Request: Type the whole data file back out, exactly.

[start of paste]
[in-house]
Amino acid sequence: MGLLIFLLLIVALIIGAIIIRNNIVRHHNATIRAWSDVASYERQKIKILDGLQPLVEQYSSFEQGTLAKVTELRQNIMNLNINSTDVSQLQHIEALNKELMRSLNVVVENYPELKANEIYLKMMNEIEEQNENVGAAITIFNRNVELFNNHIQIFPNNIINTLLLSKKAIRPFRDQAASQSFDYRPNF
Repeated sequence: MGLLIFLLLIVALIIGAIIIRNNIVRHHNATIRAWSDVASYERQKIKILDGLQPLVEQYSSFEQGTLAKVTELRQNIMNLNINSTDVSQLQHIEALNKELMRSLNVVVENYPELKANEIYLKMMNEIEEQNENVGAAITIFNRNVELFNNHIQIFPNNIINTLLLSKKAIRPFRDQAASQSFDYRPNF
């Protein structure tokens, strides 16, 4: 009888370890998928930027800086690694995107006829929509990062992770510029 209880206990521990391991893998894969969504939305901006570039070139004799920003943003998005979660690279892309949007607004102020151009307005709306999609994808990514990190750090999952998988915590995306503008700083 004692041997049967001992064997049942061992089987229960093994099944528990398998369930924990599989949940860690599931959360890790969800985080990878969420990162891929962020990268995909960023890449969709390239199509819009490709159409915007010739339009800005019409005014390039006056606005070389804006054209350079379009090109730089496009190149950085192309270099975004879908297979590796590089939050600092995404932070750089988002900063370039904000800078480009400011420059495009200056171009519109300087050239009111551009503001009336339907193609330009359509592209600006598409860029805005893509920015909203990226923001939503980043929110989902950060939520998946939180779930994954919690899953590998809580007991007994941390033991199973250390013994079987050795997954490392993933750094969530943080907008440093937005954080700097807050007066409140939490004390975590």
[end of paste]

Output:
[in-house]
Amino acid sequence: MGLLIFLLLIVALIIGAIIIRNNIVRHHNATIRAWSDVASYERQKIKILDGLQPLVEQYSSFEQGTLAKVTELRQNIMNLNINSTDVSQLQHIEALNKELMRSLNVVVENYPELKANEIYLKMMNEIEEQNENVGAAITIFNRNVELFNNHIQIFPNNIINTLLLSKKAIRPFRDQAASQSFDYRPNF
Repeated sequence: MGLLIFLLLIVALIIGAIIIRNNIVRHHNATIRAWSDVASYERQKIKILDGLQPLVEQYSSFEQGTLAKVTELRQNIMNLNINSTDVSQLQHIEALNKELMRSLNVVVENYPELKANEIYLKMMNEIEEQNENVGAAITIFNRNVELFNNHIQIFPNNIINTLLLSKKAIRPFRDQAASQSFDYRPNF
């Protein structure tokens, strides 16, 4: 009888370890998928930027800086690694995107006829929509990062992770510029 209880206990521990391991893998894969969504939305901006570039070139004799920003943003998005979660690279892309949007607004102020151009307005709306999609994808990514990190750090999952998988915590995306503008700083 004692041997049967001992064997049942061992089987229960093994099944528990398998369930924990599989949940860690599931959360890790969800985080990878969420990162891929962020990268995909960023890449969709390239199509819009490709159409915007010739339009800005019409005014390039006056606005070389804006054209350079379009090109730089496009190149950085192309270099975004879908297979590796590089939050600092995404932070750089988002900063370039904000800078480009400011420059495009200056171009519109300087050239009111551009503001009336339907193609330009359509592209600006598409860029805005893509920015909203990226923001939503980043929110989902950060939520998946939180779930994954919690899953590998809580007991007994941390033991199973250390013994079987050795997954490392993933750094969530943080907008440093937005954080700097807050007066409140939490004390975590």